Compared to those huge numbers, $6 million in paint jobs and home-flipping doesn’t seem like much. And what is far more obvious, and measurable, than the health effects of Nationwide Children’s neighborhood “treatment plan” are its effect on neighborhood property values. Southern Orchards is gentrifying, thanks to new homebuyers lured by the low-priced, recently rehabbed homes.

That includes Dylan Grieshaber, a 32-year-old clerical assistant who works for the county, who bought a home through Healthy Homes, Healthy Neighborhoods in 2015. Growing up in Columbus, he’d had an impression of the neighborhood as a dangerous place. But as soon as he and his fiancée saw the two-story, prairie-style, downtown-adjacent house priced at a mere $118,000 in 2015, “we were sold,” Grieshaber said. Three years later, his home is worth about $170,000, according to Zillow. According to numbers provided by Community Development for All People, average property values in Southern Orchards have nearly doubled from the start of the initiative.

Recent arrivals have brought a clutch of new restaurants, shops, and neighborhood amenities, which long-timers like Smith and Doody say are a plus. But rising home values have also put displacement pressure on some residents in the neighborhood. “I do have a concern about whether the people who’ve been there will manage to keep their home,” said Smith.

Renters in particular can struggle to stay in place when home values are on the rise. Although the Healthy Homes, Healthy Neighborhoods initiative has boosted the number of rental units in the area, it hasn’t done much yet to help existing residents stay in the neighborhood as rents rise. And that’s a big gap, since by far it is tenants who are most vulnerable to issues related to housing instability. “In Columbus as a whole, our renters are very unstable,” said Reece. “We have lots of eviction. It’s a much tougher piece of the housing market to get your hands around.”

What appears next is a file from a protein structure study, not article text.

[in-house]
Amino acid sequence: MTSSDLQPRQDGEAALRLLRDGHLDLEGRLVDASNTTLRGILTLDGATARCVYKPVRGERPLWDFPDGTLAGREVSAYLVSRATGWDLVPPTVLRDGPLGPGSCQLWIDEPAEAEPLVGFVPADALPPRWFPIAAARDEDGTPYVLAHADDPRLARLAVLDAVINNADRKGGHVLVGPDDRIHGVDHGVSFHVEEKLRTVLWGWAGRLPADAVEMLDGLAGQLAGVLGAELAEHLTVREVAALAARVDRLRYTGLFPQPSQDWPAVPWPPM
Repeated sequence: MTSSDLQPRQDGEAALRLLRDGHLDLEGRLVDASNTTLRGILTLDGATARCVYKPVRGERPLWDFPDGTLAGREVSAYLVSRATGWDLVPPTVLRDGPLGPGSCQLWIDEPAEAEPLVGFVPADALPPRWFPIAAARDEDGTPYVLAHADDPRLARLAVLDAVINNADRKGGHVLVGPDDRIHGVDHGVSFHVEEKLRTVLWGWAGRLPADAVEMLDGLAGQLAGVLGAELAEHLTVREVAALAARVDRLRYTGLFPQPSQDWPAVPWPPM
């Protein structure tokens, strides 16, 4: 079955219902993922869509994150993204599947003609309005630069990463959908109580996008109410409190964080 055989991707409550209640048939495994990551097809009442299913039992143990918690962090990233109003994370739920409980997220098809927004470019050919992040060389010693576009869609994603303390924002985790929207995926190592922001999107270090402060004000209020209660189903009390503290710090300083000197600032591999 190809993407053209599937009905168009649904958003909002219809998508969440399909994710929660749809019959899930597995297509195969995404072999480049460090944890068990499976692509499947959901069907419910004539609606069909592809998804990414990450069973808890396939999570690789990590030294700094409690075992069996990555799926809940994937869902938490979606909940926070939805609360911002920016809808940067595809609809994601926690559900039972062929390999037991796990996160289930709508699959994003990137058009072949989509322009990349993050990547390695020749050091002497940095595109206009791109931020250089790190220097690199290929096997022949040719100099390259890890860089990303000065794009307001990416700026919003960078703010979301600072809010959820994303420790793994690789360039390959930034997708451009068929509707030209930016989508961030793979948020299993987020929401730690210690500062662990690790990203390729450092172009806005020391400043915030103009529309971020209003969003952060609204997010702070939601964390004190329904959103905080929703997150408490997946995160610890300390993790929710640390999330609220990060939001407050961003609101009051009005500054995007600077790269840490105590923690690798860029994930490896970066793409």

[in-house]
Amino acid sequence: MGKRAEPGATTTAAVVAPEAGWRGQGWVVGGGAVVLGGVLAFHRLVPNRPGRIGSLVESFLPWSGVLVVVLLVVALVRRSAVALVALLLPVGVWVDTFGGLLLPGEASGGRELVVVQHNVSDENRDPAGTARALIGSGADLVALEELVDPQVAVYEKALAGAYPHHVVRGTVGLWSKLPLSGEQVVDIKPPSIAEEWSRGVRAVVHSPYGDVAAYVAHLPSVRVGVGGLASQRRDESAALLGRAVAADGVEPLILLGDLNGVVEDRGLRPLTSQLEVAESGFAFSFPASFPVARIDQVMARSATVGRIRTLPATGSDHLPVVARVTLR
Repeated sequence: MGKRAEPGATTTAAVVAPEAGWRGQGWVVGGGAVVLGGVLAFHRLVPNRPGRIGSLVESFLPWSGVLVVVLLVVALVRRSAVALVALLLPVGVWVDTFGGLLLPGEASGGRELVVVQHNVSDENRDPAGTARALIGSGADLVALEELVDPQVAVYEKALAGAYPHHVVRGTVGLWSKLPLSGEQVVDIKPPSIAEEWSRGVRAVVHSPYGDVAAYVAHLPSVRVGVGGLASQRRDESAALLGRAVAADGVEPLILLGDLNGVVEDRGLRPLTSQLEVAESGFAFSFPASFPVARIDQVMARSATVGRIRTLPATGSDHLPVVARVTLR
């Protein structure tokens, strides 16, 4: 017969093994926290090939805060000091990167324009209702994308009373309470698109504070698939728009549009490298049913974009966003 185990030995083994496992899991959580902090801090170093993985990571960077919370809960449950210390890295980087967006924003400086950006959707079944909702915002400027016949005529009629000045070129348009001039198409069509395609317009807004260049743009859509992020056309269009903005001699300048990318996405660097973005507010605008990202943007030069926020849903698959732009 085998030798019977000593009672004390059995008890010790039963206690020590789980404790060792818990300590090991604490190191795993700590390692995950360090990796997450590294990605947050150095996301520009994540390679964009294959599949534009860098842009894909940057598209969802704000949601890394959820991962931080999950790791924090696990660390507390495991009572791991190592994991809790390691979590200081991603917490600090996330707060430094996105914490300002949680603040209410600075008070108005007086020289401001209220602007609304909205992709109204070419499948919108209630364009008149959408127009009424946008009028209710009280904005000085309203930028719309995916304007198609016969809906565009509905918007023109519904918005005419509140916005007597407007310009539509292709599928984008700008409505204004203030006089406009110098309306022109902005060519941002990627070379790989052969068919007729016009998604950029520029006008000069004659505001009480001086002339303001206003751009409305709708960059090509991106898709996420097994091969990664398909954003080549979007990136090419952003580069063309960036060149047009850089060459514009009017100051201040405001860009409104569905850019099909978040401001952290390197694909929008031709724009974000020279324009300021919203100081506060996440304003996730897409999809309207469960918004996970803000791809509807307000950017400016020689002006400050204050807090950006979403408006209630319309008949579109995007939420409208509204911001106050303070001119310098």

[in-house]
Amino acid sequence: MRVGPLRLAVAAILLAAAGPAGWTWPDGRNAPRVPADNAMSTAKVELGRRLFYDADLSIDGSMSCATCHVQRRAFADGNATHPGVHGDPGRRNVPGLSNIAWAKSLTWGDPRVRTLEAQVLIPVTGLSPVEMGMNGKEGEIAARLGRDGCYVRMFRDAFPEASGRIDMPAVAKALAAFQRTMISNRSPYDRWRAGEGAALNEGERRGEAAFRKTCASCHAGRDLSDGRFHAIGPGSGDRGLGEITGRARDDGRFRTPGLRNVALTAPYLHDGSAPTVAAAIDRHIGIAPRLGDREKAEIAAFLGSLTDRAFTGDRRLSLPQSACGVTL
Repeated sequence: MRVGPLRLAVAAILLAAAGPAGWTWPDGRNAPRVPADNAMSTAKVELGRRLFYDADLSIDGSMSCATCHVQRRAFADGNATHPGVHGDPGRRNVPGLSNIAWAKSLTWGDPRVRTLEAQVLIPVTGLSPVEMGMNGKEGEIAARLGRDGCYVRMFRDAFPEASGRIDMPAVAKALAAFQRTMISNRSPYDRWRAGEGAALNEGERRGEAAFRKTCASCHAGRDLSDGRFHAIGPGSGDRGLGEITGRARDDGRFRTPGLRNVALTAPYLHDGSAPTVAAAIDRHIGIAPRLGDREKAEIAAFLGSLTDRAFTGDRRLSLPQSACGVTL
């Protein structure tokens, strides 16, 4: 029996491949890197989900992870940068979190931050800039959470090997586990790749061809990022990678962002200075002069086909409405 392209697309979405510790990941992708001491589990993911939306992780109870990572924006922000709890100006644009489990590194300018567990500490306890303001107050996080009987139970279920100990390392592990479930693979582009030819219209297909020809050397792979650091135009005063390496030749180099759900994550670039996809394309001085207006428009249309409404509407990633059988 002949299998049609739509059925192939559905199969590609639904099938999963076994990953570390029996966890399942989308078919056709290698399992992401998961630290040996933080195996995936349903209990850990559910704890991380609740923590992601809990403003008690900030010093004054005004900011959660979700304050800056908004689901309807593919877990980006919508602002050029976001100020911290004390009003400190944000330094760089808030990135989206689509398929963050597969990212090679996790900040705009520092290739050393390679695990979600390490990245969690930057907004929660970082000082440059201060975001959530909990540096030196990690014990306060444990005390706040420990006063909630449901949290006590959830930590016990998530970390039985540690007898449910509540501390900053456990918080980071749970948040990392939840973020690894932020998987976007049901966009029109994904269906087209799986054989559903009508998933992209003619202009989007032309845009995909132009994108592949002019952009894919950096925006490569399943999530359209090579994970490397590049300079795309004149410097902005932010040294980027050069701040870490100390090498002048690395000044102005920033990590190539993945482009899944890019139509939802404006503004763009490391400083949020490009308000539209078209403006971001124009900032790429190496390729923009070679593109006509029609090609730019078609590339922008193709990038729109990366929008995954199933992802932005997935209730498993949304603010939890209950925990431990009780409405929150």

To its credit, the hospital’s housing program is now trying to address this segment of the market with a forthcoming program called Healthy Rental Homes. It will flip properties into rental units for low-income tenants with the plan to add 15 units per year over the next five years.

This component makes the program truly unique, according to Dr. Megan Sandel, a leader of a similar neighborhood housing program at Boston Medical Center who has advised Nationwide Children’s on their initiative. “This is one model where a hospital is literally owning and operating housing in partnership with other housing entities,” she told NPR.

According to Kelleher, there are encouraging signs that displacement is not occurring among Southern Orchard’s most vulnerable potential patients. The rate of Medicaid births coming from the neighborhood around the hospital has not budged much since 2008. That implies families are not being pushed out of the area.

Still, the side effects of the hospital’s prescription for this neighborhood remain to be fully understood. In a commentary on the article about Nationwide Children’s in Pediatrics, the medical researchers Irene Yen, Susan Neufeld, and Leslie Dubbin commended Nationwide Children’s practices but remarked that redevelopment may not be a complete course of treatment for a community defined by “structural dismemberment” of so many residents forced to leave their homes. Recognizing that traumatic history, they argued, would be a critical ingredient in any prescription written for the community.

“[W]e strongly urge those in this collaborative to think
strategically about ways of finding those who have been displaced and testing strategies that reestablish connections with them so that they may benefit from these efforts,” they wrote.

Kelleher, Reece, and John Edgar, the Methodist pastor who directs Community Development for All People, admit there is much more to do in order to maintain safe and stable housing for all of Southern Orchard’s neighbors for the future. “It’s proven to be a lot easier to fix old properties than it’s been easy to ensure non-displacement,” Edgar said. “That is the major challenge.” But they contend that, so far, what the hospital has done in partnership with his organization has been effective. And now the focus is shifting from reducing vacancies to keeping the would-be recipients of the hospital’s health-focused investments in the neighborhood.

“It took 80 years to end up with these neighborhood disparities,” said Kelleher. “Its going to take longer than eight years to fix it.”